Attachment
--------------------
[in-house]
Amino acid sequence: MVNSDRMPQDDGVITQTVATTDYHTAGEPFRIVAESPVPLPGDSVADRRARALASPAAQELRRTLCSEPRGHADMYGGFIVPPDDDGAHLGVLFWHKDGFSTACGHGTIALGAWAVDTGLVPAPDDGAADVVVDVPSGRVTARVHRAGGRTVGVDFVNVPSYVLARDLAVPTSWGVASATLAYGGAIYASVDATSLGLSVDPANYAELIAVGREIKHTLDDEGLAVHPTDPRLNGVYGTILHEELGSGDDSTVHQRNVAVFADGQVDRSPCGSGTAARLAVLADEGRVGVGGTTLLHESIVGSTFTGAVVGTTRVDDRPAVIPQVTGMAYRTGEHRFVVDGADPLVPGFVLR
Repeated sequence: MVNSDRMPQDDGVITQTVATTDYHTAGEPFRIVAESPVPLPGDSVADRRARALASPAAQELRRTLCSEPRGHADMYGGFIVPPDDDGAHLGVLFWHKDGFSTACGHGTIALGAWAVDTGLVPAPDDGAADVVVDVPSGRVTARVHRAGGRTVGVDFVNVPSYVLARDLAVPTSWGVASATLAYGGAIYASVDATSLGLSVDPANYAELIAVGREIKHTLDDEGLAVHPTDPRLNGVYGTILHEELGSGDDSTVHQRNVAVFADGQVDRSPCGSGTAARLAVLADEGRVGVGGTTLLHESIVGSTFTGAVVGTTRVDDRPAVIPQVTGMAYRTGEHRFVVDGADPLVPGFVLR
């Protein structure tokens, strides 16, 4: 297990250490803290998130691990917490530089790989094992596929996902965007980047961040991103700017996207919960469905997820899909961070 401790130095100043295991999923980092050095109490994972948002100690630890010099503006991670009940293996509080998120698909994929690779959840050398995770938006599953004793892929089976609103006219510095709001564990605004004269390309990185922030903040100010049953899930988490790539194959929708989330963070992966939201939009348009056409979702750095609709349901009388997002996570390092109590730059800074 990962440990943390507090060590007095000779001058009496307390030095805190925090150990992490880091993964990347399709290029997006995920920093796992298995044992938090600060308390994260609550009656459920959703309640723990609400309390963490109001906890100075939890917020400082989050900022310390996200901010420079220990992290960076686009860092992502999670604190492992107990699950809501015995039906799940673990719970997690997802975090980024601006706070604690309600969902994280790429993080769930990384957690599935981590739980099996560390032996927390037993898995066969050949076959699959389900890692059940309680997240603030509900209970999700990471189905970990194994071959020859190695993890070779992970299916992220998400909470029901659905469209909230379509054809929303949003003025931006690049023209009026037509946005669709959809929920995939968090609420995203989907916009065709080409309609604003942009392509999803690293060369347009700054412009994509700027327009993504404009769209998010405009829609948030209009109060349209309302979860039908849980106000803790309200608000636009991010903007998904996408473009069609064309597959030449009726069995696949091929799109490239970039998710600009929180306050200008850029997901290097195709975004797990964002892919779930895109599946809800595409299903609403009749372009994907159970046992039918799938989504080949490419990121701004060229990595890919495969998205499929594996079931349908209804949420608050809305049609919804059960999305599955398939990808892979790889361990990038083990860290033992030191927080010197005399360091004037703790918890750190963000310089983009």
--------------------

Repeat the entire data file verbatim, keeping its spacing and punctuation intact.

[in-house]
Amino acid sequence: MVNSDRMPQDDGVITQTVATTDYHTAGEPFRIVAESPVPLPGDSVADRRARALASPAAQELRRTLCSEPRGHADMYGGFIVPPDDDGAHLGVLFWHKDGFSTACGHGTIALGAWAVDTGLVPAPDDGAADVVVDVPSGRVTARVHRAGGRTVGVDFVNVPSYVLARDLAVPTSWGVASATLAYGGAIYASVDATSLGLSVDPANYAELIAVGREIKHTLDDEGLAVHPTDPRLNGVYGTILHEELGSGDDSTVHQRNVAVFADGQVDRSPCGSGTAARLAVLADEGRVGVGGTTLLHESIVGSTFTGAVVGTTRVDDRPAVIPQVTGMAYRTGEHRFVVDGADPLVPGFVLR
Repeated sequence: MVNSDRMPQDDGVITQTVATTDYHTAGEPFRIVAESPVPLPGDSVADRRARALASPAAQELRRTLCSEPRGHADMYGGFIVPPDDDGAHLGVLFWHKDGFSTACGHGTIALGAWAVDTGLVPAPDDGAADVVVDVPSGRVTARVHRAGGRTVGVDFVNVPSYVLARDLAVPTSWGVASATLAYGGAIYASVDATSLGLSVDPANYAELIAVGREIKHTLDDEGLAVHPTDPRLNGVYGTILHEELGSGDDSTVHQRNVAVFADGQVDRSPCGSGTAARLAVLADEGRVGVGGTTLLHESIVGSTFTGAVVGTTRVDDRPAVIPQVTGMAYRTGEHRFVVDGADPLVPGFVLR
């Protein structure tokens, strides 16, 4: 297990250490803290998130691990917490530089790989094992596929996902965007980047961040991103700017996207919960469905997820899909961070 401790130095100043295991999923980092050095109490994972948002100690630890010099503006991670009940293996509080998120698909994929690779959840050398995770938006599953004793892929089976609103006219510095709001564990605004004269390309990185922030903040100010049953899930988490790539194959929708989330963070992966939201939009348009056409979702750095609709349901009388997002996570390092109590730059800074 990962440990943390507090060590007095000779001058009496307390030095805190925090150990992490880091993964990347399709290029997006995920920093796992298995044992938090600060308390994260609550009656459920959703309640723990609400309390963490109001906890100075939890917020400082989050900022310390996200901010420079220990992290960076686009860092992502999670604190492992107990699950809501015995039906799940673990719970997690997802975090980024601006706070604690309600969902994280790429993080769930990384957690599935981590739980099996560390032996927390037993898995066969050949076959699959389900890692059940309680997240603030509900209970999700990471189905970990194994071959020859190695993890070779992970299916992220998400909470029901659905469209909230379509054809929303949003003025931006690049023209009026037509946005669709959809929920995939968090609420995203989907916009065709080409309609604003942009392509999803690293060369347009700054412009994509700027327009993504404009769209998010405009829609948030209009109060349209309302979860039908849980106000803790309200608000636009991010903007998904996408473009069609064309597959030449009726069995696949091929799109490239970039998710600009929180306050200008850029997901290097195709975004797990964002892919779930895109599946809800595409299903609403009749372009994907159970046992039918799938989504080949490419990121701004060229990595890919495969998205499929594996079931349908209804949420608050809305049609919804059960999305599955398939990808892979790889361990990038083990860290033992030191927080010197005399360091004037703790918890750190963000310089983009």